PMO takes note, hints at new sex surgery law
The prime minister's office (PMO) on Monday took serious note of the report in HT that exposed scores of surgeries being performed by Indore doctors, promising to convert girls as young as one to five years — apparently with gender ambiguity — into boys. Amrita U Kadam reports.india Updated: Jun 28, 2011 00:39 IST
The prime minister's office (PMO) on Monday took serious note of the report in HT that exposed scores of surgeries being performed by Indore doctors, promising to convert girls as young as one to five years — apparently with gender ambiguity — into boys.
The surgery, known as genitoplasty, is done on the premise or pretext that these children have internal organs that don't match their external genitalia.
"The PMO has taken note of the serious issues that arise from the story on doctors in Indore turning young baby girls into boys, which appeared under your byline in the Hindustan Times on June 26, 2011,” said a senior official in the PMO in a mail to this reporter.
Earlier, speaking to HT on the phone, the PMO official said a National Commission for Protection of Child Rights (NCPCR) team would be sent to Indore soon to investigate the matter. He said new laws could be framed, if necessary, to deal with such medical processes.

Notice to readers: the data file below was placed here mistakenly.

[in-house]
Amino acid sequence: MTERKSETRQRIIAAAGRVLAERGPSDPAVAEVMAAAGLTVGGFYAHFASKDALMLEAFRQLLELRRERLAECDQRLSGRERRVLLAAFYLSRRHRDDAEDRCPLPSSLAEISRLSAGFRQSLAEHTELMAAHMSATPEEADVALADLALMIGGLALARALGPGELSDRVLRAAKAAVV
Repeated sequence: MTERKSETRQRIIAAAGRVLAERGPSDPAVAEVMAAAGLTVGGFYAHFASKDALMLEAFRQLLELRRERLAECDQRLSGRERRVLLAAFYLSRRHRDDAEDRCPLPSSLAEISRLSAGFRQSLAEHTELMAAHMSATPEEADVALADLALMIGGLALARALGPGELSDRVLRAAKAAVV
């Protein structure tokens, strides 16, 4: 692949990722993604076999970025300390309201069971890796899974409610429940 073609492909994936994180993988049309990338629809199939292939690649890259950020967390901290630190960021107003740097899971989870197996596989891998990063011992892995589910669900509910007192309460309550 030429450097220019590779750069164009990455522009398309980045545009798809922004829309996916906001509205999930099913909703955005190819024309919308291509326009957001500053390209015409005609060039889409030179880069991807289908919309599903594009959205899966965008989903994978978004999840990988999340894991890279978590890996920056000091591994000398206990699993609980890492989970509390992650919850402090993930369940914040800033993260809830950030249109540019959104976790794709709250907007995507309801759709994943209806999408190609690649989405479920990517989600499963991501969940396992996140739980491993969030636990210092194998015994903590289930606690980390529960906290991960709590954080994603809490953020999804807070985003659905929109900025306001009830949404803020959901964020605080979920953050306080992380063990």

"It has been decided to obtain reports from the ministries of women and child development, health and family welfare about this. The ministries have also been requested to see if laws are being violated and if there are adequate legal safeguards against genitoplasty on young children. One cannot subject infants to any such surgery,” the official said in his mail.
The NCPCR took suo motu cognisance of the HT report, saying the practice "amounts to child rights violations in terms of perpetuation of the age-old preference for boys and biases against the girl child …”
The commission asked the Madhya Pradesh government to get the matter investigated by a team of doctors known for their professional competence and ethical standards and to submit a report in 15 days.
The report has to cover the facts, figures and circumstances of the cases; the list of doctors and hospitals involved in the surgeries and actions taken or planned against them, and awareness campaigns to be planned by the state on the effects of sex-change operations.
The state has also been asked to take necessary actions, including cancellation of licences and registration of doctors and hospitals involved and initiating criminal cases against them.
Mahendra Hardia, minister of state for medical education, said, “If this is indeed happening, it is absolutely wrong. I have asked the joint director, health, of Indore to look into the matter and fill me in with details. Only then can we decide on what action is to be taken.”